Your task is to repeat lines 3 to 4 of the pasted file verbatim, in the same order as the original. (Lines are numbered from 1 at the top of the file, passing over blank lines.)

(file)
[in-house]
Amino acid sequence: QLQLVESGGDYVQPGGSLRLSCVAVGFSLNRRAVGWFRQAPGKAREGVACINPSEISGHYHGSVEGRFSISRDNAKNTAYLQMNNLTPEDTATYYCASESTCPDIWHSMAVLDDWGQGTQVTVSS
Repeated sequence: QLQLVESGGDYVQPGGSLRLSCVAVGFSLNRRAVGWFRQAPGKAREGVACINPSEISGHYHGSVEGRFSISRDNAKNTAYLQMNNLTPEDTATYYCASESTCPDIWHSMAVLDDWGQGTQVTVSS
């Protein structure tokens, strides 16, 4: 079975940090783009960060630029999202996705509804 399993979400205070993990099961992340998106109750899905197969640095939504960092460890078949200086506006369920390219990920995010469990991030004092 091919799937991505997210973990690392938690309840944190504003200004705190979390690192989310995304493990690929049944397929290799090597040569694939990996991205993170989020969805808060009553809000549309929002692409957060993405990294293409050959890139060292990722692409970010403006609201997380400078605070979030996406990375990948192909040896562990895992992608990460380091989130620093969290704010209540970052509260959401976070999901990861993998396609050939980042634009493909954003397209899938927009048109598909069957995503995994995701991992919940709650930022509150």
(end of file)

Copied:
Repeated sequence: QLQLVESGGDYVQPGGSLRLSCVAVGFSLNRRAVGWFRQAPGKAREGVACINPSEISGHYHGSVEGRFSISRDNAKNTAYLQMNNLTPEDTATYYCASESTCPDIWHSMAVLDDWGQGTQVTVSS
């Protein structure tokens, strides 16, 4: 079975940090783009960060630029999202996705509804 399993979400205070993990099961992340998106109750899905197969640095939504960092460890078949200086506006369920390219990920995010469990991030004092 091919799937991505997210973990690392938690309840944190504003200004705190979390690192989310995304493990690929049944397929290799090597040569694939990996991205993170989020969805808060009553809000549309929002692409957060993405990294293409050959890139060292990722692409970010403006609201997380400078605070979030996406990375990948192909040896562990895992992608990460380091989130620093969290704010209540970052509260959401976070999901990861993998396609050939980042634009493909954003397209899938927009048109598909069957995503995994995701991992919940709650930022509150």